I hope the IHF will not be upset that I reveal some new information before they have had a chance to announce it. But I think it is relatively harmless, so I will go ahead and use my inside information. The issue involves a new policy regarding uniforms that will need to be reflected in both the Playing Rules and in the Competition Regulations. In order to give teams a chance to adjust in preparation for the 2012-13 season, when the new policy will become effective, the IHF is planning to announce it very soon.
As most of you know, for many, many years we have had frustrating situations both in championship events and at the grassroots level, when the two teams have come to a game with uniform colors that are too similar, or when there have been some problems with the colors of a goalkeeper. And it has often been frustrating for the referees to try to anticipate what colors to use for a specific game. I can also recall all the technical meetings in championships where a lot of time was spent on discussing and agreeing on the colors for each game. So, quite wisely, the IHF has decided that something needed to be done to make everything simpler and clearer.
Amazingly, as the U.S. influence on world handball has not been very great over the years, it seems that the ideas for the solutions have come from the sports scene in U.S.A. Of course, here like in all other parts of the world, the teams and their fans have really strong feelings about the traditional colors of their teams. But they have come to accept that, in a very systematic way, they must be used to the reality that their teams essentially use different colors for the home and away games. This principle is what is now being adopted by the IHF for handball globally. The result should be that, for each game, both teams will know which uniform to wear, without any discussions or confusion.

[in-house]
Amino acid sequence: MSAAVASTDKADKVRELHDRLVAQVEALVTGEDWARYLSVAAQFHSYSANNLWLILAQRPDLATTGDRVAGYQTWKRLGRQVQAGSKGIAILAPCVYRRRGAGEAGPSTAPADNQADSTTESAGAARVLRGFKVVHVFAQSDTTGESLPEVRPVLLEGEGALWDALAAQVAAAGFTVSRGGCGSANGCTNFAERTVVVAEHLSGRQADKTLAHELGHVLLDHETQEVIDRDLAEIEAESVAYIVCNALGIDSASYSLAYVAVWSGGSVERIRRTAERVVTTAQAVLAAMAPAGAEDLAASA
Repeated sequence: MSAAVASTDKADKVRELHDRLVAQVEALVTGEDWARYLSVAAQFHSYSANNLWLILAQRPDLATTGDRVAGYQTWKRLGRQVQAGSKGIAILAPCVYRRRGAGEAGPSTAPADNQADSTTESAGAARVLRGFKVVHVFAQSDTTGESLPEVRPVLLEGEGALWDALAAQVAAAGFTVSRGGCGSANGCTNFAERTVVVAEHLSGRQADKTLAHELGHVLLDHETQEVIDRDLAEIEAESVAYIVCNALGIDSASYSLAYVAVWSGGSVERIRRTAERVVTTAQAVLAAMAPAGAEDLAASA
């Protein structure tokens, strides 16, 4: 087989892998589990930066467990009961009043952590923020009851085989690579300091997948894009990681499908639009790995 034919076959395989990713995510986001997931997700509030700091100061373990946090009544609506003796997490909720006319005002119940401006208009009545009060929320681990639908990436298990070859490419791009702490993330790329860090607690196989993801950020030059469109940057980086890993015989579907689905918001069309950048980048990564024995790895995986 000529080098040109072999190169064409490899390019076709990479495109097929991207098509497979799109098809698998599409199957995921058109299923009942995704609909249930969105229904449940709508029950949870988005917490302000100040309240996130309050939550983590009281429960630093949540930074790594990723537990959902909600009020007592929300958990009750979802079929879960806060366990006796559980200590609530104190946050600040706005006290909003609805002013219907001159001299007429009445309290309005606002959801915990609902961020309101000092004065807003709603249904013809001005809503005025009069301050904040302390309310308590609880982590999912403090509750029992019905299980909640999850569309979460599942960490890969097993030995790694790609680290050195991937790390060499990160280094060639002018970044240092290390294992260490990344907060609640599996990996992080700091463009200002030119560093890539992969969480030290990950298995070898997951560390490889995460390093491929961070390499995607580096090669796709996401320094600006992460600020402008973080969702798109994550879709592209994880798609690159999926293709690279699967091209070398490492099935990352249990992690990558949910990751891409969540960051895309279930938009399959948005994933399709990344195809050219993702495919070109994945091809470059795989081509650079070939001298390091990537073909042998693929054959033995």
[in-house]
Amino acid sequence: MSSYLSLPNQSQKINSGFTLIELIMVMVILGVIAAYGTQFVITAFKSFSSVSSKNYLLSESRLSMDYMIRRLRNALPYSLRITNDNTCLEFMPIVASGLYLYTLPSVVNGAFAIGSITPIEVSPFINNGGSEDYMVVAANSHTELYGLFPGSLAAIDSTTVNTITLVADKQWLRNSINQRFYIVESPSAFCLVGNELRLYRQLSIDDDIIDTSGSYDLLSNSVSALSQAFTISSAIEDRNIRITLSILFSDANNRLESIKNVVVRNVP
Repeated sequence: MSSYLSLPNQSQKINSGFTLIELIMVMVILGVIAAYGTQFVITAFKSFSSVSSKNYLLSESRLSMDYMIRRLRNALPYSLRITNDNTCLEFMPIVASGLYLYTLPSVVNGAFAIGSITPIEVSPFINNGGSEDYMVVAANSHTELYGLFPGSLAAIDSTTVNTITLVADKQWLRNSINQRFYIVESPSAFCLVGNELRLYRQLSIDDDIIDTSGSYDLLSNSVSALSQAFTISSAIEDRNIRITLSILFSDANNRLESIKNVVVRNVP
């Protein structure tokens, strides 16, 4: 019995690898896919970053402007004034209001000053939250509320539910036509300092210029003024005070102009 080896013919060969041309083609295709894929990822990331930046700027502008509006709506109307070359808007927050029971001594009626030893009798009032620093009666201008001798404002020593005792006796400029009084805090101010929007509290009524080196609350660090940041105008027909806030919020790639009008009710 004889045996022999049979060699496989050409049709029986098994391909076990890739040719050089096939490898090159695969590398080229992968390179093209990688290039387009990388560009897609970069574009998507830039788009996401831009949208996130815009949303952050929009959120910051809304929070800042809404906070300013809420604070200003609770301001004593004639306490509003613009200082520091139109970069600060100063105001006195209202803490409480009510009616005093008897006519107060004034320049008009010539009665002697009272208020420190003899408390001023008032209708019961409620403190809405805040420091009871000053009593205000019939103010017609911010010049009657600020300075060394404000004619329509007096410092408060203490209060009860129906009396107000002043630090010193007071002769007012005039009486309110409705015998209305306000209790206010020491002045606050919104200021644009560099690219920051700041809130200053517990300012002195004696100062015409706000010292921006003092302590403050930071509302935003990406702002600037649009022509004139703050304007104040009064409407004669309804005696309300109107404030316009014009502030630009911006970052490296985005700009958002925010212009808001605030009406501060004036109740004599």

Quite interestingly, it seems to have been easy to reach agreement on the basic principle, but the specific method apparently required some discussion. In a nutshell, the question was: should the IHF follow the NBA, the NHL or perhaps the NFL? Let me explain to those who do not follow these events so closely: in the NBA, the home team plays in light-colored uniforms and the visitors in dark uniforms. In the NHL it is the opposite. And in the NFL the home team always uses its favorite colors (light or dark) and the away team must adapt.
In the end it seems that the IHF opted to follow the NHL approach, requiring the home team to wear dark colors (primarily red or blue or a combination of the two, such as stripes or purple). The visitors then wear white or possibly light yellow or grey. The reason was that the home team fans like to wear their team colors in some way, and it makes for a more colorful and spectacular scene if they can wear strong colors. I did not mention green. That is because this color has been reserved for the goalkeepers. It may cause some irritation with some teams that green has eliminated as a choice, but it was seen as more important to achieve complete standardization for all goalkeepers.
And the referees? Well, here it is apparently back to all black! This may not be appreciated by some flamboyant referees who have become used to looking a little bit like ‘peacocks’ in recent years. However, I guess the IHF saw it as almost the only practical solution. If they had asked me, I might have suggested that ‘zebra’ stripes would be better. Not because I think it is such a great design, but simply because it would have created a better contrast to dark blue.
Personally I support the overall change. I do not know if it comes primarily from the rules side under Manfred Prause or from the competitions side under Leon Kalin, but I congratulate those who came up with the idea. It is likely that some teams will complain initially, perhaps especially the teams who have long traditions with green uniforms. But surely they can find ways to use green in a logo or in the trimming of a uniform in another basic color. Clubs like THW Kiel may also not be happy, as neither white nor black can be used at home, and any thoughts about returning to stripes must be forgotten. But I am confident that Kiel’s star qualities extend beyond their uniform colors. Perhaps a strong pink or dark orange color would suit them!?
Both I myself and the IHF would certainly welcome YOUR views on this new approach!